23 23 Minimum project area = function of: Biophysical and management features: – Growth, thinning-harvesting regime,... CDM modalities: – Accounting methods, crediting period,... Carbon-market and its rules: – Price of CERs, transaction costs (design, validation, monitoring, verification, share of proceeds), economic discount rate,... Logic of the Model COP-9

24 24 The Model Present value of benefits Net benefits minus Present value of transaction costs Input: Parameters Variable area Output: Minimum project area

25 25 4 accounting methods (ton-yr, ACS, TCER-1, TCER-2) CER price: 3, 6, 9 or 12 US$/tCO 2 Annual variation rate of CER price: -3%, 0%, +3% yr -1 Time interval between verifications: 5 or 10 years Crediting period: 10, 30 or 50 years Risk discount factor: 0%, 1% or 2% yr -1 Cost Factor F : 1, 2, 3, 4 or 5 – Design and validation: F * US$ – Monitoring costs: F * US$ 2000 / monitoring event F * US$ 0,1 / ha / monitoring event – Verification costs: F * US$ / verification event Economic discount rate: 3%, 6% or 9% yr -1 Totaling 7,776 simulations. Input parameters

26 26 Baseline = 0 Leakage = 0 Project duration: 75 years Harvesting cycle: 25 years Equivalence time: 100 years National and international share of proceeds: 7% Risk discount = f (duration of “uncertainty time”, annual risk discount factor) Price of TCERs: $TCER(t) = $CER(t) - $CER(t+5)/(1+r) 5 Model suppositions

27 27 Minimum project area, all 7776 scenarios % of scenarios allowing the CDM to be profitable Minimum Project Area (ha)

28 28 Method Median value % of scenarios allowing projects smaller than 500 ha to be profitable with the CDM % of scenarios allowing projects smaller than 1000 ha to be profitable with the CDM Ton-year11,000 ha0%2.8% ACS3,000 ha5.1%17.7% TCER12,300 ha13.7%30.2% TCER23,250 ha9.7%23.1% Frequency distribution according to the carbon accounting method

29 29 Net present benefits of carbon selling (constant CER price) Net present benefits of carbon selling (US$/ha) Area (ha)

30 30 Net present benefits of carbon selling (increasing CER price) Net present benefits of carbon selling (US$/ha) Area (ha)

31 31 The “best method” in all simulations (“best method” = the one that allows the smallest projects to benefit from the CDM ) % of scenarios in which the method allows benefits to the smallest project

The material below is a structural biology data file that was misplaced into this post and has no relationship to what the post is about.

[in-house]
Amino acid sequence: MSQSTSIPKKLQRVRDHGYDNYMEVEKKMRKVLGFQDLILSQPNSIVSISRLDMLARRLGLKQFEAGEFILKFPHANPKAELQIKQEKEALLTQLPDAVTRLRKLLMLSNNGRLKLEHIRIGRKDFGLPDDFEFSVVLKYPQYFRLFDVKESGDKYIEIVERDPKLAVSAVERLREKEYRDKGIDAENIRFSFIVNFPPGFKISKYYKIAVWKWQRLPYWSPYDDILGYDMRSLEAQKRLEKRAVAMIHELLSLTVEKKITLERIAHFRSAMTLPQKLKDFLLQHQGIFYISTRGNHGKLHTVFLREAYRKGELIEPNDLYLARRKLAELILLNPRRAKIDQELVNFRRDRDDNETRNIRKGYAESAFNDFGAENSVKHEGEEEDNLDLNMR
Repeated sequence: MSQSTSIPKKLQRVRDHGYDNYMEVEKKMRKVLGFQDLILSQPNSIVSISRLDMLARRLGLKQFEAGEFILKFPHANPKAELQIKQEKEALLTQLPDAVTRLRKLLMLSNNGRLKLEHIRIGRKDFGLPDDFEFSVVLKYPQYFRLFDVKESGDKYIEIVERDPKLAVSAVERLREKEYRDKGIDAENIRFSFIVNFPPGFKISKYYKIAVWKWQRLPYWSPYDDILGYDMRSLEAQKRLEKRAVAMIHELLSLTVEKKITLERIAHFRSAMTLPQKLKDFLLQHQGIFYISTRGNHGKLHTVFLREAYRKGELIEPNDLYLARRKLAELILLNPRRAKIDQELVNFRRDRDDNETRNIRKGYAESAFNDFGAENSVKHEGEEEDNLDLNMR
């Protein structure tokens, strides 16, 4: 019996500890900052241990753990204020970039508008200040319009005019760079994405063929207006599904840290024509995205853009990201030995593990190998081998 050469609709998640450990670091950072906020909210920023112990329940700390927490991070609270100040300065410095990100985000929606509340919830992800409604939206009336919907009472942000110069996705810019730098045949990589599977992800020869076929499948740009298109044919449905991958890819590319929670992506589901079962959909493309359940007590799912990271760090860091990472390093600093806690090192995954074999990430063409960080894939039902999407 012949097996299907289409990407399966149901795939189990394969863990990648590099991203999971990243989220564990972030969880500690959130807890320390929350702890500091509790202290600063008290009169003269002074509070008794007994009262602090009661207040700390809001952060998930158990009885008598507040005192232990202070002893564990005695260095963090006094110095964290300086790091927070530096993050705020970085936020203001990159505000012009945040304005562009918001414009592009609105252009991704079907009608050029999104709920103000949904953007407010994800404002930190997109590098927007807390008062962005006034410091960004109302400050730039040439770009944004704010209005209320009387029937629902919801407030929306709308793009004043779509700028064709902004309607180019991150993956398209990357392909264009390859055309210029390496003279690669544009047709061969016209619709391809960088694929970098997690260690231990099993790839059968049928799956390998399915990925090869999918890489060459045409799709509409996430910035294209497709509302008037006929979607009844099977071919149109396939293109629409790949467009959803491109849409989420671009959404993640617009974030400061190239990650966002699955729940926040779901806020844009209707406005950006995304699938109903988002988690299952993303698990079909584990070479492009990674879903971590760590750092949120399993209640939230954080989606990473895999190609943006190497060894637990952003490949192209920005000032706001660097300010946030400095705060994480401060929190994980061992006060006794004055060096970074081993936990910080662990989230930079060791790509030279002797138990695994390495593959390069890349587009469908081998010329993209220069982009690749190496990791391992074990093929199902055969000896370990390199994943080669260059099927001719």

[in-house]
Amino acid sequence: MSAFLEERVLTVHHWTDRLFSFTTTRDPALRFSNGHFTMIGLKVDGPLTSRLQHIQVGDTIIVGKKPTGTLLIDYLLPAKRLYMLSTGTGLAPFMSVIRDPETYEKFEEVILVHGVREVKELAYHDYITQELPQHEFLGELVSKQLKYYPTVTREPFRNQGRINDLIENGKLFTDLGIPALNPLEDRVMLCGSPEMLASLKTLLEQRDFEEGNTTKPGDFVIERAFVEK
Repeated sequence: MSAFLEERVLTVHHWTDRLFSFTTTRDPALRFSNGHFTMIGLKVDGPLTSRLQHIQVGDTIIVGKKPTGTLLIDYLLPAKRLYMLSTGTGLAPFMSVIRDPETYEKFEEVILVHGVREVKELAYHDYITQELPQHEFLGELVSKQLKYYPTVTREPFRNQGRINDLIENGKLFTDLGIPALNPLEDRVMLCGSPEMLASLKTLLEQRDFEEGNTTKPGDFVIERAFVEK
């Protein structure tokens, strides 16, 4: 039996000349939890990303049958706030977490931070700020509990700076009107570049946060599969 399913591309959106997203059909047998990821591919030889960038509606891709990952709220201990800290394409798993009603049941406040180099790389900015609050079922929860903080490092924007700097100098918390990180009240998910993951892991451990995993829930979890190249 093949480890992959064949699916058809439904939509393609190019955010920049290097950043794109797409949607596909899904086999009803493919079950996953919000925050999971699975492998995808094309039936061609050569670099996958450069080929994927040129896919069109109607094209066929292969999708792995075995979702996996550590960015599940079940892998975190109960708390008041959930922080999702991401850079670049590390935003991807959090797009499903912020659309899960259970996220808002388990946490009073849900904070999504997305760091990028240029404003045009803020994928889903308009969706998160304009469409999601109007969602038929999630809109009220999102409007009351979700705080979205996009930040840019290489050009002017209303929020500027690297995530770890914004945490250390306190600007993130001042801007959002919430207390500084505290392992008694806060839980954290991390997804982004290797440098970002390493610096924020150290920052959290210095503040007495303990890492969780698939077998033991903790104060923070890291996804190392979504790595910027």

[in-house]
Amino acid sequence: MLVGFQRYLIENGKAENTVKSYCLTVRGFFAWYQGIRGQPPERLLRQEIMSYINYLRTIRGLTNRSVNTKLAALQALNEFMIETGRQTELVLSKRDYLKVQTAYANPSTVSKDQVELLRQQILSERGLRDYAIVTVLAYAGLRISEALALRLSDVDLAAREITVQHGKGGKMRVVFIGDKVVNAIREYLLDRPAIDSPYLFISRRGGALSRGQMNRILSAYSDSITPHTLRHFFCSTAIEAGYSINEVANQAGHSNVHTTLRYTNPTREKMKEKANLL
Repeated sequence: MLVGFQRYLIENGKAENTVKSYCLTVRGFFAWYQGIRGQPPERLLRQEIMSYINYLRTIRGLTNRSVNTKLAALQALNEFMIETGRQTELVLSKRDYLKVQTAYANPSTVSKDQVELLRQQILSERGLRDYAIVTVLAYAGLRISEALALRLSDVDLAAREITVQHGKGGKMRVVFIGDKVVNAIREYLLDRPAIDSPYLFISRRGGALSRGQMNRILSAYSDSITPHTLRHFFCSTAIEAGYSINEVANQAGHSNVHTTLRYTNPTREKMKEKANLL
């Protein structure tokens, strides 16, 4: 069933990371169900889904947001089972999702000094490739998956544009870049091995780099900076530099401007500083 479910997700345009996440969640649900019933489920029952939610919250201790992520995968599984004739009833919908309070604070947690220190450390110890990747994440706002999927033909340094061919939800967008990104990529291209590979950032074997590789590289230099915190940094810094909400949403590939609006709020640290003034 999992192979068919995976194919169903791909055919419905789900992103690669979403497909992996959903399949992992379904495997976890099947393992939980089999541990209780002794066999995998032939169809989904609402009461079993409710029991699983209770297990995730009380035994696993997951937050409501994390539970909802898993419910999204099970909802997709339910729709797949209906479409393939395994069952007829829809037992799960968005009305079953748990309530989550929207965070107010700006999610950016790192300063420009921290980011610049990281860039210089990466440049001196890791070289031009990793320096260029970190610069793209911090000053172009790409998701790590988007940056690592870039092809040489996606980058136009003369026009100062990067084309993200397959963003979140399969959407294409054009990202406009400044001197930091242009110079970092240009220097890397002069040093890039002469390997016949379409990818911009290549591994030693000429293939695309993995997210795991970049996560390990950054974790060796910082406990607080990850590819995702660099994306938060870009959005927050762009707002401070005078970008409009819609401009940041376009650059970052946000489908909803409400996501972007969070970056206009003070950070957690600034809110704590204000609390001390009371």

32 32 “Best method” with constant or increasing CER prices % of scenarios Only with increasing CER price Only with constant CER price

33 33 “Best method” with high or low risk discounting % of scenarios Only with high risk discounting Only with low risk discounting

34 34 Median value of minimum project area Extreme condition Ton-yearACSTCER1TCER2 All methods The crediting period is only 10 years 275,00014,2003, 00050,000 The CER price is only 3 US$/tCO2 30,0006,7504,5006,5508,900 The transaction cost factor is the highest 18,5505,6503,7005,0008,300 Risk discounting is the highest (2% annual) 11,0005,1502,4003,2505,300 The CER price is foreseen to increase 3% annually 11,0003,00014,55030,0007,300 Without any condition (all simulations) 11,0003,0002,3003,2504,200 Median value of minimum project area (ha) under “extreme conditions”

35 35 US$ / tCO 2 minmaxminmax ACS Ton-yr Reforestation 1800 ha, 15 m 3 /ha/yr (Nicaragua) Regeneration 51,063 ha, 2.4 m 3 /ha/yr (Honduras) + = Project PNV > 0- = Project PNV < 0 Case study TCER (original Colombian proposal)

36 36 Conclusions Ton-year:Excludes small projects from the CDM. ACS:Is “better” if risks are low and prices of permanent CERs increase. Can be environmentally integer if adequate provisions are taken to address the risk of C re-emission during “uncertainty time”. TCERs:Are the “best” method only if the price of CERs does not increase in the future. Critical issues have still to be clarified.

37 37 Economic risk of TCERs is high, particularly if: Price of CERs increases (likely!) Crediting periods are short No credit renewal after crediting period TCERs expire once certified TCERs are quantified as the stock existing 5 years before the certification

38 38 Recomendations TCERs = TCER-1 or TCER-2 (see slide 15), or “average storage between two verifications, multiplied by the time elapsed between the verifications and divided by credit lifetime”. Long crediting periods Native species Long-term C storage Smaller-scale projects New and renewed TCERs New TCERs only during crediting period. Renewed TCERs: as long as stocks exist and can be verified (see slide 19).

39 39 Banking = Offset of future emissions = good for climate Makes AR-CDM more attractive 1% CDM-cap prevents from excessive banking Not expiring TCERs could be used as insurance or buffer for other LULUCF-CDM projects Two options: 1.TCERs without expiration date = Banking by developing countries (YES) 2.TCERs can by consumed in whatever commitment period = Banking by Annex-1 countries (NO)

40 40 Flexible accounting regime Minimizes economic risks of TCERs Promotes LULUCF project portfolio allowing learning by doing Requirements: Each approved method shall be equivalent in terms of “environmental integrity” Only approved methods (approval by EB or COP-MOP) Start with: TCERs Equivalence-adjusted average C storage

41 41 TCERs: Not expiring TCERs No banking by Annex 1 Long crediting periods Possibility to renew credits beyond the crediting period Equivalence-adjusted average C-storage: Risk discounting based on credible risk assessment Carbon discounting on projected flows Insurance (or buffer or TCERs or combination) until end of “uncertainty time” 100 year equivalence time Ton-year to determine amounts to be covered by insurance in case of C re-emission.

42 42 Thank you CATIE thanks the support provided by the Swiss Government for the preparation and organization of this side-event Tropical Agricultural Research and Higher Education Center


Download ppt "1 Sinks in the CDM: Assessment of Carbon Accounting Options XVIII Meeting of the Subsidiary Body for Scientific and Technological Advice Bonn (Germany)"

Similar presentations


Ads by Google